It's true, and we all do have them. And I think the fact that this post has so few comments shows that. It's just like Atticus Finch says in the book To Kill a Mockingbird that there's "a secret court in men's hearts". Whether it's from personal experience or just from an inherent prejudice, we have some preconceived ideas that govern our actions. If our day-to-day interaction with a certain group has been negative, we tend to think that all interactions with that sort of people will probably be negative and act accordingly. On a more biased basis, if we are raised to believe that a specific group is inherently bad, we will simply believe that and act accordingly. I think the two instances are different, however, in degree.

Tera said...

Nance~I think you're absoutely right...no one ever wants to openly admit any biases or prejudices. They are afraid of the hasty generalizations that are inherent in doing so.

I think Finch is right...preconceived notions (at times-I will not say that it is most of the time for people) do tend to govern our actions.

Anali said...

It's true that we do all have biases and prejudices. Sometimes I wonder if it's good to tell them though. I've had people tell me that certain people they know are racist against blacks, but then I have to interact with them. It makes it very odd. Sometimes I would rather that they did not tell me. It's one thing if the person "shows themself" by acting out, but another if I just suddenly have this different attitude towards them and they don't know why.

Nina said...

We ALL think certain things about certain people. My heart races a bit at the airport when I see someone I believe to be of Middle Eastern decent and quickly I check my carry-on to make sure I've packed my happy pills. If someone's going to highjack the plane, I'm at least going to be in blissfull state of mind! I know it's awful, but true.
As far as the house thing goes...I believe it! Furthermore, I was able to guess, correctly, the nationality of the people who previously owned my house by the paint color choices in my bedroom. Again, sad but true. We have to remember that a lot of stereotypes (which often turn into prejudices)are based on cultural traditions. For example...all black people like fried chicken. I have yet to go to a family gathering, outside of Thanksgiving, Easter and Christmas, where there is not a delicious spread of fried chicken :) HA!!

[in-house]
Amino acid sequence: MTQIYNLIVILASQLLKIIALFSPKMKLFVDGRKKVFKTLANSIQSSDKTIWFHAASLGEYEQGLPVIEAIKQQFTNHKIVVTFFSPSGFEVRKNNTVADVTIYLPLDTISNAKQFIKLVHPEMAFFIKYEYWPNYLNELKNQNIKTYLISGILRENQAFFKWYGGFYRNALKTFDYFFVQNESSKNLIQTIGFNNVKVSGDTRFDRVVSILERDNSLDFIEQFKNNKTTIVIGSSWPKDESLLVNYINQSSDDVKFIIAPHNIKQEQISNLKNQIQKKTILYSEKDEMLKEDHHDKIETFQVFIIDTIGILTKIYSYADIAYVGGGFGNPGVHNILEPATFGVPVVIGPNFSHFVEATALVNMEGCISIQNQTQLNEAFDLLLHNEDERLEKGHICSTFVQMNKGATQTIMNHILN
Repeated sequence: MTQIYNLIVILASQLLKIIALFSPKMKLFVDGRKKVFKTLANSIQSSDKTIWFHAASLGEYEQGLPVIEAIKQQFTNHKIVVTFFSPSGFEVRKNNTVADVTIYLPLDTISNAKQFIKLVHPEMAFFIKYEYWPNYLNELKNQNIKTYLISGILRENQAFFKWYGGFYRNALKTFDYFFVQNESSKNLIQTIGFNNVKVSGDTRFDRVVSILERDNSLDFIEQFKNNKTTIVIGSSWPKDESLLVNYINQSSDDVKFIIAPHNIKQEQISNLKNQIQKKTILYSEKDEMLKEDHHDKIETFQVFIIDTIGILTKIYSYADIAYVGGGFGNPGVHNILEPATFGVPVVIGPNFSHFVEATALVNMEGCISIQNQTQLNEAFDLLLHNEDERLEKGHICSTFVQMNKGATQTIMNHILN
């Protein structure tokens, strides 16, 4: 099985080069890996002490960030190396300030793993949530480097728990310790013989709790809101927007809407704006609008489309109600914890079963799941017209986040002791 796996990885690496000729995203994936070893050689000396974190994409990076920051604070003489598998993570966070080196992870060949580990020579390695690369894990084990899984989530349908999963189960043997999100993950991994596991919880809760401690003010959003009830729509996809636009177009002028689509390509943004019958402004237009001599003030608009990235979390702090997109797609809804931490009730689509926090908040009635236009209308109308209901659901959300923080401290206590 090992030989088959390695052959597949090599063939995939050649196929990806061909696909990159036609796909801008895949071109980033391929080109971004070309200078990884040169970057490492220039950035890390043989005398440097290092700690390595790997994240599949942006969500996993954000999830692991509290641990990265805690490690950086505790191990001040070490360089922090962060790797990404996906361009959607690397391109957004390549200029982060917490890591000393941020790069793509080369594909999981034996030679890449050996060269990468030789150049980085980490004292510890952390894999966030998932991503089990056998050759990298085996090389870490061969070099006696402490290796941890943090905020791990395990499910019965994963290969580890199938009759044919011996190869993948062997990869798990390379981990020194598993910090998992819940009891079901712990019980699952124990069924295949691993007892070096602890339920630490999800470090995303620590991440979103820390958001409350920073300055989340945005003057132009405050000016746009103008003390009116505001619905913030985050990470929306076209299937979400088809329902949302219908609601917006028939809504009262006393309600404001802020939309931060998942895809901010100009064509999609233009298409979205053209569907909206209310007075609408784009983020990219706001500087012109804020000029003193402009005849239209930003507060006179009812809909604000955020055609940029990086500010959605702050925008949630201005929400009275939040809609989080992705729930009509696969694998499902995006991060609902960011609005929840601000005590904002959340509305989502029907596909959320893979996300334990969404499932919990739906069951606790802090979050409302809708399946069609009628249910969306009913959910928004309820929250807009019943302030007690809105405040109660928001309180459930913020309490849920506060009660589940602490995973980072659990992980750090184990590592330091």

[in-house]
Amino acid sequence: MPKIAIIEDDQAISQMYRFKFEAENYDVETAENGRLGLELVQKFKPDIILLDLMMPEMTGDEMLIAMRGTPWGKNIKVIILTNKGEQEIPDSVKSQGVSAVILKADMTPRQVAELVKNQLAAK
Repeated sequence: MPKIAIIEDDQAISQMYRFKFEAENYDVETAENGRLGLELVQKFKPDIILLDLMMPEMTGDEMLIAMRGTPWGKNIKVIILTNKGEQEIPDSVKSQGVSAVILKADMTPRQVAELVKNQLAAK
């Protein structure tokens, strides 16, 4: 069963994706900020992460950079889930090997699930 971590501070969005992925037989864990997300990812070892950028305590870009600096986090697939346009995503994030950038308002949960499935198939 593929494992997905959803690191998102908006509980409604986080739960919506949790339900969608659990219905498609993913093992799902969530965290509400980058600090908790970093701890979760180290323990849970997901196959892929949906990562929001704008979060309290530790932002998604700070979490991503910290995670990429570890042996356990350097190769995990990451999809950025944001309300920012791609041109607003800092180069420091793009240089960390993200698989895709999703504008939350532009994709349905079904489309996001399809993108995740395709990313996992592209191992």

Tera said...

Anali~You bring up a good point. Perhaps it's NOT a good idea to know what certain people's biases/stereotypes are. One of my co-workers at my new job told me that our Director is racist! And do you know what, I think he is EXCELLENT and really enjoy working for him, but there is now a certain amout of paranoia when I'm around him because I find myself looking for "signs."

Nina~A lot of stereotypes ARE based on cultural traditions...those are some of the more "mild" biases. Honestly, I don't have a problem with people "assuming" that I love fried chicken and kool-aid, because I do!!!! Yum :) But when I have other races tell me that I'm "articulate..." know that the rest of that sentence is "...for a Black person..." that's when it gets hurtful.

Lyle said...

Nina it's funny you've said that. Since 9/11 I can't tell you how many times I've been pulled out of line at the airport and had my bags checked. When I start talking with a thick ebonic accent then they start to relax..lol

I don't like fake people so I'm of the mindset that I would rather know if a person is racist or not. Especially if I work with or for them. I would make it my personal mission to be in thier face as much as I can just to make them uncomfortable. Or to show them that their biases does not and will not ever effect how I treat them, nor how I live my life.

I truly have never understood racisim. Growing up as a bi-racial kid I got it from all sides. I've been called everything from nigger to cracker, and even spick a few times. I was always pressured to pick one side or another.I'm asked still to this day "what do I consider myself, black or white". Well here is the answer, both. I have definetly found my inner peace with this issue of race. I can't be offended by it anymore. I actually have fun with it now. I'll say something bad about blacks in front of a bunch of whites and watch them squrim. Or talk about how dumb hip hop is now around a bunch of blacks and have them looking at me like I'm a sell out or something. I know some might think its wrong, but lets just call it payback for years of confusion. Or maybe its a resulting pathology from the mental torture endured throughout my childhood. Either way its still fun and maybe I might shock somebody's sensibilities enough to make them start critically thinking!

Tera said...

Lyle~It must have been quite an experience for you to go through life like that...I mean we all have been "hit" by the terrible attacks, it's awful that you've had to combat adversity from BOTH sides of which you are characteristic!

"Critical thinking?" The sad truth about that is the number of people who actually engage are few and far between.